Supervariate ceramics : biomineralization mechanism

Research output: Journal Publications and Reviews (RGC: 21, 22, 62)21_Publication in refereed journalpeer-review

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Original languageEnglish
Article number100144
Journal / PublicationMaterials Today Advances
Online published18 May 2021
Publication statusPublished - Jun 2021



Ceramics are key components of life, forming elaborate and diverse structures found in coccolith, shells, skeletons, and teeth. In materials research, however, one generally finds ceramics difficult to process because of their high hardness and melting points. How organisms effortlessly build stunning ceramic architectures, in water and at mild temperature, remains a long-standing mystery to scientists. This study discloses that biomineralization likely operates through a supervariate mechanism based on multi-ionic solutions, a mechanism that enables convenient phase and kinetic regulation through stress control. Specifically, from solutions of multiple ionic components, bioceramics with highly variable (supervariate) compositions are first produced in a gelatinous state of exceptional stability, which offers convenience in material storage, transportation, molding, and processing. Counter-intuitively, the supervariate wet gels can be solidified by simply compacting them under a mild force, whereas the formulas (e.g. carbonates or phosphates), hydration levels, and phases (amorphous or crystalline) of the resultant bioceramics can be tailored. Furthermore, we propose that the biogenic amorphous minerals (e.g. amorphous calcium carbonate) are very likely stabilized by constricting their volume at the microscale, so that they are prohibited from undergoing the prerequisite dehydration step (which requires extra volume) preceding crystallization. The new biomineralization mechanism described here answers a pivotal question on bioceramics of life.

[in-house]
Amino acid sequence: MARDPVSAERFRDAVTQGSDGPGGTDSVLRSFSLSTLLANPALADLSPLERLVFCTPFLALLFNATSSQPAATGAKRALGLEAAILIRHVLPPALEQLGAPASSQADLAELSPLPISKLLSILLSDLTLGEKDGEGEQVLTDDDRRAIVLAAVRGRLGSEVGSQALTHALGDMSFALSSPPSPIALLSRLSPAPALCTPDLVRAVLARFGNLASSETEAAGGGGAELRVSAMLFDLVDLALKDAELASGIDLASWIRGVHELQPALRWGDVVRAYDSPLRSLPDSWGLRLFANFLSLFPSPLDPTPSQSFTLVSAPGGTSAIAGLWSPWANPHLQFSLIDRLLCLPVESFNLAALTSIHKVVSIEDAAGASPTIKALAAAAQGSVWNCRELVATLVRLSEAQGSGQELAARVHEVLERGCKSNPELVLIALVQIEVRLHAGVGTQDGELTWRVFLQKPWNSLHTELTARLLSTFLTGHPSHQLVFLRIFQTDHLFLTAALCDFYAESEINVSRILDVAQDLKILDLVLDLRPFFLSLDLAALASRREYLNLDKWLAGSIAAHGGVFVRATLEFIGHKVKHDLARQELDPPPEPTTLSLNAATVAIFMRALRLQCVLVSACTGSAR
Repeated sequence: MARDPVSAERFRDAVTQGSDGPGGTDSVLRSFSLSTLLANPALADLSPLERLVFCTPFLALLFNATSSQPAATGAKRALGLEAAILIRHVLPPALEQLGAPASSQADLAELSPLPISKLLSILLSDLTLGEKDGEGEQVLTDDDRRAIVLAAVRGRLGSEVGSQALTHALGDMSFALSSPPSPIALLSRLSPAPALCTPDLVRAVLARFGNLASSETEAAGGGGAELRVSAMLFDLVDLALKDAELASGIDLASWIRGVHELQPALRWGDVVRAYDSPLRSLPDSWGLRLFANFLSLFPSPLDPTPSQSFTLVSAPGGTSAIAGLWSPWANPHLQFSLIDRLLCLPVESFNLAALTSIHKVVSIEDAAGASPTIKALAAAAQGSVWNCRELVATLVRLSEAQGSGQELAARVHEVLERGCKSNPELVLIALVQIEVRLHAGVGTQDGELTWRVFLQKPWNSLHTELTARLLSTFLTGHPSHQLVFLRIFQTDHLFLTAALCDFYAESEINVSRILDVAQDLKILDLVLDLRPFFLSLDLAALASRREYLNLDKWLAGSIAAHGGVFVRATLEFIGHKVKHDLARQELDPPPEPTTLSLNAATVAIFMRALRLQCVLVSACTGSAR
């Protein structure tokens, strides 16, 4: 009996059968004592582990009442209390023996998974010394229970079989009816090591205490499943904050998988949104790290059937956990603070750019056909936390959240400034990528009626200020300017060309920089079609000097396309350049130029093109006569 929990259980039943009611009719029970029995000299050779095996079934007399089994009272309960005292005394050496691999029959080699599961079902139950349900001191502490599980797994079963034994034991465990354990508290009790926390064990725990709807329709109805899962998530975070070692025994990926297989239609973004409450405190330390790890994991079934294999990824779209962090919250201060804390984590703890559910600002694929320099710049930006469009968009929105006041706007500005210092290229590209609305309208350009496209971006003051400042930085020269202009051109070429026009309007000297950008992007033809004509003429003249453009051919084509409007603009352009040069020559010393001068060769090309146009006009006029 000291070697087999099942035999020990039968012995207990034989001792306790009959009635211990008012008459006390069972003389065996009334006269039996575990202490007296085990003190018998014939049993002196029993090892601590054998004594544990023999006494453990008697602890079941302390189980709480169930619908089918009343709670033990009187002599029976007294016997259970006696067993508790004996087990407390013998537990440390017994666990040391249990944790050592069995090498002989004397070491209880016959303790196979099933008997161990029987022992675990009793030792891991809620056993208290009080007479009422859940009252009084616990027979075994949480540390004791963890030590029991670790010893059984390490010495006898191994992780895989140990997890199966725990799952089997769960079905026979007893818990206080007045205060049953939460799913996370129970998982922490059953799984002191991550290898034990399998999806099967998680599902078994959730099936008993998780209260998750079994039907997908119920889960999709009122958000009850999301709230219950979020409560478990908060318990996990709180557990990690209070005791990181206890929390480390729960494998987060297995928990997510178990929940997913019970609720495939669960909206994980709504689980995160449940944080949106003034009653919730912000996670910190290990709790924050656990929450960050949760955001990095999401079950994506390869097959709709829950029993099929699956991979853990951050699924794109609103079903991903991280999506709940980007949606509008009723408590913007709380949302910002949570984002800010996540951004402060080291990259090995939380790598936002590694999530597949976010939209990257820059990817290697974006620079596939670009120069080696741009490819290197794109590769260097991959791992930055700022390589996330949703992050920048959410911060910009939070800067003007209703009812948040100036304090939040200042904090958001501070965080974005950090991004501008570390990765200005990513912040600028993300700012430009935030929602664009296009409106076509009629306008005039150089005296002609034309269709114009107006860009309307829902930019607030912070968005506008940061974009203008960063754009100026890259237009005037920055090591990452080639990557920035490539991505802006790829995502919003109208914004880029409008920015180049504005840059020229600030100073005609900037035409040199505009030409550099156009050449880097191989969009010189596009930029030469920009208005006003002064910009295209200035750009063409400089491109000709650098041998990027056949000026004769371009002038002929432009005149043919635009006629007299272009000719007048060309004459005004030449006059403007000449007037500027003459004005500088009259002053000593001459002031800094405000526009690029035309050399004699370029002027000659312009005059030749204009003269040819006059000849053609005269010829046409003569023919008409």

Research Area(s)

  • Amorphous, Biomineralization, Gelatinous inorganic materials, Multi-ionic system, Stabilization mechanism, Stress-induced transformation

Citation Format(s)

Supervariate ceramics : biomineralization mechanism. / Zhang, Guobin; Du, Peng; Zhong, Jing et al.

In: Materials Today Advances, Vol. 10, 100144, 06.2021.

Research output: Journal Publications and Reviews (RGC: 21, 22, 62)21_Publication in refereed journalpeer-review

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